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CurtainUp Los AangelesReview
>Angel On My Shoulder
By Laura Hitchcock
You could have heard a pin drop at the taut premiere of Angel On My Shoulder at the Coast Playhouse. Written by Michele Raper Rittenhouse and first given a staged reading at the Eugene O'Neill Theatre Center's National Playwrights Conference, it's still a play in progress in some respects, but the combination of powerful themes and dynamic performances make it highly theatrical.
Luke (Joe Inscoe), a soldier of fortune, learns he has a teen-age daughter Sylvie (Anita Thomas) who is into drugs and gangs. He takes her to the desert for boot camp rehab. The memory of his love affair with her late mother Angela (Sandra P. Grant), an African-American college student he met in a war-torn African nation, alternates with his efforts to bond with Sylvie and heal them both. Tough love, raging love, wary love characterize the trio's relationships.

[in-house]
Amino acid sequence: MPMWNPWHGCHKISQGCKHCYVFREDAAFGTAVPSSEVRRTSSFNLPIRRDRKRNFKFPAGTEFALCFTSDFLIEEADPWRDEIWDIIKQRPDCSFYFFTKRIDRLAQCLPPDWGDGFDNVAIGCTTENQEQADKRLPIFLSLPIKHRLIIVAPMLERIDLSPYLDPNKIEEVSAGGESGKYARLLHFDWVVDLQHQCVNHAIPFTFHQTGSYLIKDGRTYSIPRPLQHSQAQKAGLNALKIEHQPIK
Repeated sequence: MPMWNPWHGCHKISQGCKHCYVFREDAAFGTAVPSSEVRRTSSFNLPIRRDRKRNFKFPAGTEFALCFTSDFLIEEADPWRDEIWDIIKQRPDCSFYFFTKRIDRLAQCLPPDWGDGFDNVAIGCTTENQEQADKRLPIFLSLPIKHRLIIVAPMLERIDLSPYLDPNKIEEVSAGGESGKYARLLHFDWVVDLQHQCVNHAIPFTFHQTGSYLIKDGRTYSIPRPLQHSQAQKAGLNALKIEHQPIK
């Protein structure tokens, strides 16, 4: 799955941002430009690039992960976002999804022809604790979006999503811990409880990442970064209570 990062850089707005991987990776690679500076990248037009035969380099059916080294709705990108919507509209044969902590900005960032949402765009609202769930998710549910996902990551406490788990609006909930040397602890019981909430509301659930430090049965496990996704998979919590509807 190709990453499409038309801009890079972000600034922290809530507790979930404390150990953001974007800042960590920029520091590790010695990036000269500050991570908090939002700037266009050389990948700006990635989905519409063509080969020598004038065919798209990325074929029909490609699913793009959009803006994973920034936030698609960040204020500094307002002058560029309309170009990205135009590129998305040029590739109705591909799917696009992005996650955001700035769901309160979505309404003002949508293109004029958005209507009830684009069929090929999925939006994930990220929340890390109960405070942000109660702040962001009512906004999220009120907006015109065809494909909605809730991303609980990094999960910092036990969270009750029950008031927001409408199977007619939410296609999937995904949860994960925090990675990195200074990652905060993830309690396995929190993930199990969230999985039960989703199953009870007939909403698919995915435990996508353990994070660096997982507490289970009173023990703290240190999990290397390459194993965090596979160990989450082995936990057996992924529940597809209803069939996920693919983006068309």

One large question mark is how the smart strong college girl Luke meets in Africa winds up in a drug-riddled slum. There's an untold story here which could use the play's running time more effectively than some of the repetitive dialogue about the horrors of war and the recurring screaming antagonism between Luke and the two women. He gets to tell his life story. Angela's is missing. Rittenhouse has an ear for distinctive dialogue and has created strong characters. Luke is a third generation military man who, despite a yearning to retire to a farm with Angela, can't be other than what he has become. At last he sees in his raging daughter who can't forgive herself all the children whose death he witnessed and may have caused.
Inscoe holds the play together with a riveting performance with its toughness and simplicity cracking toward the end to reveal a child-like yearning. Grant's beautiful singing voice is an asset to the production. Thomas, though still carrying an amateur tendency to tiresome and uninflected shrillness, never gives an inch as the wounded raging Sylvie.
Director Mark Leonard has mounted a well-paced absorbing production, the first of three at the Coast Playhouse under his D'Art Productions.